Here be Dragons

This is one of those authors I’ve been meaning to catch up with for ages, and this finally got to the top of my to-read pile. The opening is snappy – short chapters, lots of action, plenty of background detail that just about stops short of info-dump and a magic system that has me hooked right from the start, even if I don’t quite ‘get’ it yet.

But only a few chapters in, and already there are irritants. One of them is Kip. On the one hand, hurray for a main character who’s not super-handsome, super-intelligent, super-powerful, that’s fine. But he really is stupid, sometimes. And all the oh-no-he’s-going-to-die drama – no, actually, he’s not, he’s a main character, he’s going to escape by the skin of teeth. Again. And yet again… this is tiresome. Then there’s Gavin. He’s so powerful he can do a dozen impossible things before breakfast, and that’s just not interesting. And there’s the author’s habit of switching tense for a sentence or two. It’s intended (I think) to indicate internal thought, but with no other marker to differentiate it, it’s just confusing.

But the pace is fast, there’s lots of things going on and the magic system, with its use of colour to create physical artifacts, is unusual and interesting. There was a sticky patch of super-implausibility (Gavin, his long-lost son and the rebel king all meet at the same hick town at the same time, purely by happenstance? Really?) that almost had me abandoning the book altogether. And then there’s a Shocking Twist which even I, who gets surprised when farmboys turn out to be the heir to the kingdom, saw coming. And later there’s another Shocking Twist which is only marginally more unexpected.

The book could have done with another thorough edit. It’s not full of typos, but it feels quite rough in places and there are some big ‘what?’ moments. An example: Gavin learns that he has a son called Kip in a very early chapter, and he even muses a little on Kip. But when he actually meets him and hears that his name is Kip, it doesn’t register. Only when Kip’s mother is mentioned does he have his can-this-be-my-son moment. This sort of thing is just untidy, and it’s far from the only example. On pacing, the author has clearly read The Rules of Fantasy, especially the parts that say Thou Shalt have a Fight in every Chapter, and Thou Shalt end every Chapter on a Cliffhanger, but not, apparently, the one that goes Thou Shalt not take too much notice of these Rules, lest Thou seriously annoy Thy Readers, for Verily such tricks soon grow Tedious and make Thy Readers roll their eyes.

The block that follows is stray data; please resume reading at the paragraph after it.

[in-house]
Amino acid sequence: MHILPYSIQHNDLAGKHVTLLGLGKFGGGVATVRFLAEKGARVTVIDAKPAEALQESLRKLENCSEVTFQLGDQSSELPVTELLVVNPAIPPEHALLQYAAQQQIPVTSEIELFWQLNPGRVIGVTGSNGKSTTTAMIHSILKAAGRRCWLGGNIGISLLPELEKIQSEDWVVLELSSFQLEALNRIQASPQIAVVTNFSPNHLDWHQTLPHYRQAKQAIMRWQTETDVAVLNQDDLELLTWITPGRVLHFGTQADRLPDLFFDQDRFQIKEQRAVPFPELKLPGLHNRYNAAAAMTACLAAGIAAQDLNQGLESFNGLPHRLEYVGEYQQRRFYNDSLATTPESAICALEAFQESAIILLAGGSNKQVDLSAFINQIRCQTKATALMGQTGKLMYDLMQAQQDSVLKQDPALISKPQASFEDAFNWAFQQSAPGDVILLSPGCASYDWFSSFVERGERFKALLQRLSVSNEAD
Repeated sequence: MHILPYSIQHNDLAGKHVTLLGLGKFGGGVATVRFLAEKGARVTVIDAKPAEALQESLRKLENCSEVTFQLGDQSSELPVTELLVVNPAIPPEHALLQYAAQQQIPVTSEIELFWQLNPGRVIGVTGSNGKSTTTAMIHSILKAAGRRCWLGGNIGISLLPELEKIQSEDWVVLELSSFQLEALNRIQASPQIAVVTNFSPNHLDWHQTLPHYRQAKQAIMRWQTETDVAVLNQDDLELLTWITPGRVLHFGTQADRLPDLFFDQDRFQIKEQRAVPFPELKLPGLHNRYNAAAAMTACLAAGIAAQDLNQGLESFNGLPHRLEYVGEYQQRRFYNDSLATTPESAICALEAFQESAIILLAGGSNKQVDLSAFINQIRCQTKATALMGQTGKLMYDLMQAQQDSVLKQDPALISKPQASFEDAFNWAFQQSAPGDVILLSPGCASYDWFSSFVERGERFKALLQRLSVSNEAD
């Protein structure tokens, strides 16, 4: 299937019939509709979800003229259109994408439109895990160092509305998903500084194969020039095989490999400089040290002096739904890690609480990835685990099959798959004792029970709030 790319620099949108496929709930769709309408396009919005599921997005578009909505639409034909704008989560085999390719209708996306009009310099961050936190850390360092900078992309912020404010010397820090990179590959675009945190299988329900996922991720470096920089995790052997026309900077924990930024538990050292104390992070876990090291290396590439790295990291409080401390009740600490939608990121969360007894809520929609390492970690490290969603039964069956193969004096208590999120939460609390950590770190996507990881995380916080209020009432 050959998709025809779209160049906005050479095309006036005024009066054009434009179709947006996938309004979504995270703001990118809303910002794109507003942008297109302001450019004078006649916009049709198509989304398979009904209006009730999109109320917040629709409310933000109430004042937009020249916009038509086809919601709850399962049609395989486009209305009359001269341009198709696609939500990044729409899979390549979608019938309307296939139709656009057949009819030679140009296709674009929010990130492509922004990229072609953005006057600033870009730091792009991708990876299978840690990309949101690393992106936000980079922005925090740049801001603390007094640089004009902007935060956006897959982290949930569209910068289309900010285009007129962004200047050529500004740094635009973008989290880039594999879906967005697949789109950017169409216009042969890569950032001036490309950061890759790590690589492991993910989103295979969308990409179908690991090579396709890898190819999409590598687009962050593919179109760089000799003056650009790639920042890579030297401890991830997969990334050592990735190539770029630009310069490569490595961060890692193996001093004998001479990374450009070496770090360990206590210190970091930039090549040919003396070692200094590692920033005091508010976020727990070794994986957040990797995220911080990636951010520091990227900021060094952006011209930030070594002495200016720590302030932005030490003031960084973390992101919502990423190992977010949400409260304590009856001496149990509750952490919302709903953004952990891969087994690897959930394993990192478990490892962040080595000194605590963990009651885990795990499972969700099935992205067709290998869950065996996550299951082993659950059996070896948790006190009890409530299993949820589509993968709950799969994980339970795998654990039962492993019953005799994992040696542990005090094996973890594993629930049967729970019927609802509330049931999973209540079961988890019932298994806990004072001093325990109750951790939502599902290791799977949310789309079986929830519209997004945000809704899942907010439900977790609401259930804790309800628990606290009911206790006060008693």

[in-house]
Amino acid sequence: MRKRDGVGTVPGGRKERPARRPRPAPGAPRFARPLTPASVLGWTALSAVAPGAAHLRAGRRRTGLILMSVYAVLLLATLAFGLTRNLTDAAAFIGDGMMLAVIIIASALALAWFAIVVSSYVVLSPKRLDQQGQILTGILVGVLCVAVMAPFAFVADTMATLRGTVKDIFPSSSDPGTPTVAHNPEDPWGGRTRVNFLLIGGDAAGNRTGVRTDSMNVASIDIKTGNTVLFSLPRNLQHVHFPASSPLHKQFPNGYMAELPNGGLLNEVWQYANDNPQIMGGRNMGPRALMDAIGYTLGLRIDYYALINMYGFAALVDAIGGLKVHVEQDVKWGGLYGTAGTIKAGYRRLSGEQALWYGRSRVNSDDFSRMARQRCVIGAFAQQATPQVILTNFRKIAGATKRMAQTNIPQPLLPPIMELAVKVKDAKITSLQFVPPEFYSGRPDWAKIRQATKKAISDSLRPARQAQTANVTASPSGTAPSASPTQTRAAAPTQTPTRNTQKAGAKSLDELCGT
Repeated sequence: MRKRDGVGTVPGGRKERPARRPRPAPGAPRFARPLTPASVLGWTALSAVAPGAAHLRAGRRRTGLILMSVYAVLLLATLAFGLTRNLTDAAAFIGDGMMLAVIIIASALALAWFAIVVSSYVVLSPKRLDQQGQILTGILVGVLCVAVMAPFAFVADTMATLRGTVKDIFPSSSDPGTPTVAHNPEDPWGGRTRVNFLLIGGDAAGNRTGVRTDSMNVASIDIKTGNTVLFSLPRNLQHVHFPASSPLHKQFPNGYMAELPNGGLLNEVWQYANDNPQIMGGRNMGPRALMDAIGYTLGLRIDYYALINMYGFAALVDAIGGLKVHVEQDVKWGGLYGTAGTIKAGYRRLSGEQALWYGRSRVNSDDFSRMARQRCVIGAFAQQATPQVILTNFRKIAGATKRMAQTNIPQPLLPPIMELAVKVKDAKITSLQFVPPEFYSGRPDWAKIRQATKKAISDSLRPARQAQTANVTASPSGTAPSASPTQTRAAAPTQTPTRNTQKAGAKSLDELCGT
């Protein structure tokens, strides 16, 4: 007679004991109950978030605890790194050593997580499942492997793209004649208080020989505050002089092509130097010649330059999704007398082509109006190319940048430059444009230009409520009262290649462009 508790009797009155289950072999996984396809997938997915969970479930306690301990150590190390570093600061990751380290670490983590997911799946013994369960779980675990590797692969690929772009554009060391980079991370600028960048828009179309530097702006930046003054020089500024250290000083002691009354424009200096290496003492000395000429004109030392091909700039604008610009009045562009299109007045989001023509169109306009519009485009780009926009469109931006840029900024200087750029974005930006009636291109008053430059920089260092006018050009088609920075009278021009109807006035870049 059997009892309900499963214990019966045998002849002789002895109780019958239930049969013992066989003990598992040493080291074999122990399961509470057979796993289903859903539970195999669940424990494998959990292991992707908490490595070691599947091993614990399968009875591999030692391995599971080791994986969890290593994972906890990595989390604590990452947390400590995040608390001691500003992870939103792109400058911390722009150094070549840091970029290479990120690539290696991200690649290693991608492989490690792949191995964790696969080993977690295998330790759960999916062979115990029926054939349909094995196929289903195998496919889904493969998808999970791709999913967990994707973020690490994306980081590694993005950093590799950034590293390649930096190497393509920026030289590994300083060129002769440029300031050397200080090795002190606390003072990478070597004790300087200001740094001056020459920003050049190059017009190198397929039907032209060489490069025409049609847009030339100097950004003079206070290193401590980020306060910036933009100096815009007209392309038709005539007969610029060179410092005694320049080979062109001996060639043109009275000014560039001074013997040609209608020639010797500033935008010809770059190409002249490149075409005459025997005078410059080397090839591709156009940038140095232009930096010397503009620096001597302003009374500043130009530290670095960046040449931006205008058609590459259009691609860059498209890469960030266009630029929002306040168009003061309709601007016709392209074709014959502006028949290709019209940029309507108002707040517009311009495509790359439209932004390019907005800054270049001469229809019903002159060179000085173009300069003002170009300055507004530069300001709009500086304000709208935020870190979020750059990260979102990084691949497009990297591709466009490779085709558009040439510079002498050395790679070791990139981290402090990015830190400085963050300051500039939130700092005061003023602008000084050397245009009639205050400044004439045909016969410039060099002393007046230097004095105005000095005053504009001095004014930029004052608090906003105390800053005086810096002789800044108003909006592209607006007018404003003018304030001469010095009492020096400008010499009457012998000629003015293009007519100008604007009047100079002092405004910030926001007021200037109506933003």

Kip the ‘natural’ son remained an irritant, and Karris wasn’t much better. Honestly, authors, can we please retire this tired old cliche of bastard children causing huge angsting and grief? This is fantasy, there are worse things around than the odd child conceived out of wedlock (like global wars, and out-of-control mages). And Karris… yes, let’s talk about Karris. Authors, a strong female character is not simply one who is physically strong, has extraordinary abilities, is the only woman in a man’s job. It means a character who is not defined by her gender OR by her relationship with a man. Karris may be the first woman in the Blackguard, may be the fastest drafter (colour-magic user) in the universe, but what drove her to that? She was betrayed and abandoned by a man. She goes to pieces around her man. She learns about the bastard child, conceived while they were betrothed, and she falls apart. Please. This doesn’t make her interesting, it makes her tedious.

Fortunately, things do eventually settle down into a more readable and less irritating story. The whole magic setup is nicely worked out to the last detail, and if it makes drafters incredibly powerful, there are subtleties in there which are quite brilliant. For instance, drafters use light in one of the colours to create physical artefacts, but what they can create and how the object can be used is entirely a matter for the individual, defined not just by their degree of ability but also by their imagination and intelligence. A smart drafter, even one of below average capability, can use their power in inventive and original ways, a great asset in war. There are also some nice details in other aspects of the author’s world. For example, it’s not polite to address a slave by name unless the slave has previously revealed it to you.

There’s a really interesting backstory lurking behind all the dramatic action and not-quite-believable characters, the story of the war between the two brothers, their family and the relationship with Karris’s family, and when the author focuses more on that and less on the Prism showing off his superpowers, the book actually rolls along very well. In time, I even became interested, up to a point, in Kip and, to a somewhat lower point, in Liv, the disgraced general’s daughter. The prisoner in the dungeon is also a great story, and I wish he’s been a bigger part of things (although to be fair there isn’t a lot to say about a man permanently locked away from the world).

But then, just when I was getting interested and the story was starting to fly, Kip goes off and does something totally stupid. Again. Now, I’ve given this book a good go, I’ve got two thirds of the way through and there’s stuff in here I really enjoy – the magic system is awesome, and the family history is intriguing. But… I really have very little tolerance for a book which substitutes relentless action and carefully contrived plot twists for character depth, believable motivation and emotional engagement. Lots of people love this book, so I accept that I’m in a small minority here, but I’m giving up on it. One star for a DNF.

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